“Dogs do sometimes seem to feel things that we don’t.”
A wind increased and rain started falling just before they reached the little abandoned town. Sarah looked at the building where she had fallen down the stairs the previous year. Once again she felt that something odd was there. Buddy moved closer to her and shivered beside her. Sarah flinched as a bolt of lightning hit a tree and a branch fell in their path. “We better find some shelter until this blows over,” John said.
“I remember from last year there was an old stable near the center of town. We can get the horse and buggy out of the rain.”
When they got there, John found that the door was stuck but managed to pry it open and waved Sarah to drive the buggy inside. They both worked at finding something to feed the horse in the produce that the people along the way had given them. While they were wiping down the horse with some rags they heard a whinny of another horse. Sarah was startled by the sound. John took it more calmly. He looked around and saw another horse in one of the stalls. He also saw a man with a gun.
“Wipe the horse down good,” he said. “I might need him. Mines all tuckered out.”
Sarah had gotten over her surprise and had felt in her pocket for the little gun she always kept there. The gun she called “her lady like revolver.” It was actually a two shot short barreled pistol that fit neatly in her hand but had limited range. I reckon we have a stand-off friend. Who are you and why are you in this forsaken town?”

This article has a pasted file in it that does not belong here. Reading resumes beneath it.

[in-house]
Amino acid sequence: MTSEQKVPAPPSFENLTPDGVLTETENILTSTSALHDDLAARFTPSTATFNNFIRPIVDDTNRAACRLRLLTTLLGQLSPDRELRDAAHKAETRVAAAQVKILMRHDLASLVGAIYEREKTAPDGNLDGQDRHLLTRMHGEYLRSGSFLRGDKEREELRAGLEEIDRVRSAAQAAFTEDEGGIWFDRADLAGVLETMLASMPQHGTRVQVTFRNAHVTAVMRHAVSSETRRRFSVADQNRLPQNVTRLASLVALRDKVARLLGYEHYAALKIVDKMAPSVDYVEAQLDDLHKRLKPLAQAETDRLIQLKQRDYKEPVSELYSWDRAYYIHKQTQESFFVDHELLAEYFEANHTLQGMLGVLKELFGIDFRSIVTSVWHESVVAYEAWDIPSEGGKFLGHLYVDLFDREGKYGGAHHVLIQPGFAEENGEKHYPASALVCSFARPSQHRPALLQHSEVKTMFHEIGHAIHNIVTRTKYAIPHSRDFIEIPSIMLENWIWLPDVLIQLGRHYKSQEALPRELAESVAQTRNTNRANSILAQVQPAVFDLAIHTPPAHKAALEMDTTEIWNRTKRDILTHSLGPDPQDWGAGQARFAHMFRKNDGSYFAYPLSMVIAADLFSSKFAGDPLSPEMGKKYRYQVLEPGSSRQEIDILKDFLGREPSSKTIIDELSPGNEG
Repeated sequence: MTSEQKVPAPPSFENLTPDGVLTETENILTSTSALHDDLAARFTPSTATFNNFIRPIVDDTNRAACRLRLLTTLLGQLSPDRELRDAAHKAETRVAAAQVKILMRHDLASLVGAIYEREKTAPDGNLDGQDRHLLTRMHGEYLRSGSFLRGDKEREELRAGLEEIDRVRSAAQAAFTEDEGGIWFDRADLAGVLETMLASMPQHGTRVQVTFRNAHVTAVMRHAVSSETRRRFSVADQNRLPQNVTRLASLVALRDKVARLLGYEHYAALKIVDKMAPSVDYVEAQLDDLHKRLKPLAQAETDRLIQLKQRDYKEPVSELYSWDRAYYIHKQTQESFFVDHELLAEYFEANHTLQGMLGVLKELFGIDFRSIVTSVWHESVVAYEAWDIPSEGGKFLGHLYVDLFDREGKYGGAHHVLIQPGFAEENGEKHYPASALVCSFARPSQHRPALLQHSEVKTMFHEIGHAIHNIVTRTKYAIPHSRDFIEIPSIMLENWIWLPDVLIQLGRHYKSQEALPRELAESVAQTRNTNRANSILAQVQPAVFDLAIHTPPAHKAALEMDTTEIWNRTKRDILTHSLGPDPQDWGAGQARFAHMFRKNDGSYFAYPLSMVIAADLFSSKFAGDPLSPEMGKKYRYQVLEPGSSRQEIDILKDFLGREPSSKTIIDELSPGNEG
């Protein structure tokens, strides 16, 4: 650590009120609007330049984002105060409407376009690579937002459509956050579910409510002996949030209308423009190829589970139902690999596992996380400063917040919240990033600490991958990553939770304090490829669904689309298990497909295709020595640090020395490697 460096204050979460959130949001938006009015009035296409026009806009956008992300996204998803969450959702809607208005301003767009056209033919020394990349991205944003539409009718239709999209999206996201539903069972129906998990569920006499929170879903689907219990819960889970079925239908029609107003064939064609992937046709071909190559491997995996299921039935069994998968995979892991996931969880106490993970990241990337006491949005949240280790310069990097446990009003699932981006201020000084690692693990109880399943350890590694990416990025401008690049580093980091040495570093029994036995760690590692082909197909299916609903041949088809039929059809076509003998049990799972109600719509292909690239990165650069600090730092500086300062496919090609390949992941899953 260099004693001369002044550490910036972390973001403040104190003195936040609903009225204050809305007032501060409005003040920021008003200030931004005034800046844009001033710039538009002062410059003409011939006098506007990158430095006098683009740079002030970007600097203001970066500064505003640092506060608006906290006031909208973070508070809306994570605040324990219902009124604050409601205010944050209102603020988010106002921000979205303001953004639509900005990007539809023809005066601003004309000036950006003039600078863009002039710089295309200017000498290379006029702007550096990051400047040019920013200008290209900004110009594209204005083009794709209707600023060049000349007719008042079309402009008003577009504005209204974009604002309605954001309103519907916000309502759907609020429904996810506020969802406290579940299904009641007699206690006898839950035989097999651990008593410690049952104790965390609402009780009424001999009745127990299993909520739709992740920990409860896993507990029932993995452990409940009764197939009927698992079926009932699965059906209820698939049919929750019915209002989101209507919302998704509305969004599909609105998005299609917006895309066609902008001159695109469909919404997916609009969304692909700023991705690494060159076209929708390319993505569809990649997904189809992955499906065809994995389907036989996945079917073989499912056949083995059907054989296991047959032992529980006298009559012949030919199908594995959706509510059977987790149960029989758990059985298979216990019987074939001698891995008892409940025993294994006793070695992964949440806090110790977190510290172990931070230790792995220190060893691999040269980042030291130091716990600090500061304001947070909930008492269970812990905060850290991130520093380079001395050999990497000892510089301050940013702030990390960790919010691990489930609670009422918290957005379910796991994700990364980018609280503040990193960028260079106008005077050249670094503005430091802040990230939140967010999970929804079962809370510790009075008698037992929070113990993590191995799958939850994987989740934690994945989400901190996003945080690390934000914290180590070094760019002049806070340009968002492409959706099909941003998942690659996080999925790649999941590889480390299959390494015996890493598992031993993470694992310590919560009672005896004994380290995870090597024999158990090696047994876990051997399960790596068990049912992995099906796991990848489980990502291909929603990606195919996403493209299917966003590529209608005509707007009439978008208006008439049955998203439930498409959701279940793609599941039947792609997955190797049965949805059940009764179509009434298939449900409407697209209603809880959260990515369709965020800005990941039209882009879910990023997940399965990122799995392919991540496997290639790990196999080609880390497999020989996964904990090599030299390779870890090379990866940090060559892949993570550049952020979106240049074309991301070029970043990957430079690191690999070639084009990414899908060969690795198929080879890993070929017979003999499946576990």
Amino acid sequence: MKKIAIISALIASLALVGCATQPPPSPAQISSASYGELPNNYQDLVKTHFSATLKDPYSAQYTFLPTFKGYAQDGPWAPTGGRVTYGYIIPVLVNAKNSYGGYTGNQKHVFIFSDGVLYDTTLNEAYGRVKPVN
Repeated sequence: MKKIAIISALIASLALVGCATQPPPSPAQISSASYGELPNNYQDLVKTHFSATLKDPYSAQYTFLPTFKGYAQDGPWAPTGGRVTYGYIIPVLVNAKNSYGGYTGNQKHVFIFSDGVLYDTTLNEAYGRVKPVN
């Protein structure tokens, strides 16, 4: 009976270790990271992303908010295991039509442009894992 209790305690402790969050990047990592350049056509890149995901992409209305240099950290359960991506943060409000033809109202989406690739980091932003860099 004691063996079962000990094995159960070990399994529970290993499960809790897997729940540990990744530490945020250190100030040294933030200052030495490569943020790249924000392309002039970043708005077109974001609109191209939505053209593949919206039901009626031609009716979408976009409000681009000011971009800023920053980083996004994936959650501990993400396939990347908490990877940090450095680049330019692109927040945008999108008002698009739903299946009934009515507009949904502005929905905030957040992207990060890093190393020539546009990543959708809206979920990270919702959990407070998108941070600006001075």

John went for the rifle in the buggy. The stranger shot at him and Sarah shot at the stranger. Nothing happened. The shots were fired but nobody was hurt.
The stranger looked dumbfounded and holstered his gun. “Don’t reckon I ever had a lady draw on me before,” he said. “My name is Jesse James. My friends and I have holed up here fairly often after the war.”
“Jesse James? The bank robber?” John asked.
“One and the same,” the stranger answered.
“I’ll be…,” John went on to explain that they were newspaper people and they would love to write a story about Jesse James. “Was it you and your gang that burned this town out? “
“When we rode with Quantrill we did some things like that, but not this town. Don’t know for sure. Might have been renegades or even Indians, but wasn’t us. “
Sarah and John shared the picnic lunch with the gunman. The storm let up and both the gunman and the newspaper people rode out of the little broken downtown.
The trip back to town was uneventful. “Let’s stop by the office. I can do a quick write up about meeting Jesse James while it’s fresh in my mind,” Sarah said.
“Alright, I’ll start on that stack of newspaper exchanges while you do that.”
“Sarah’s pen fairly flew across the copy paper. She was on her third page when she heard John give out a groan. Oh, oh” he said.
“What is it John?”
John didn’t say a word but threw a paper that took nearly six months to get to them. The headline read
“Notorious outlaw Jesse James shot to death by one of his own gang.
“Do you think we might be in the wrong business?” Sarah said.
Copyright 2012 Don Hoglund
© 2012 Don A. Hoglund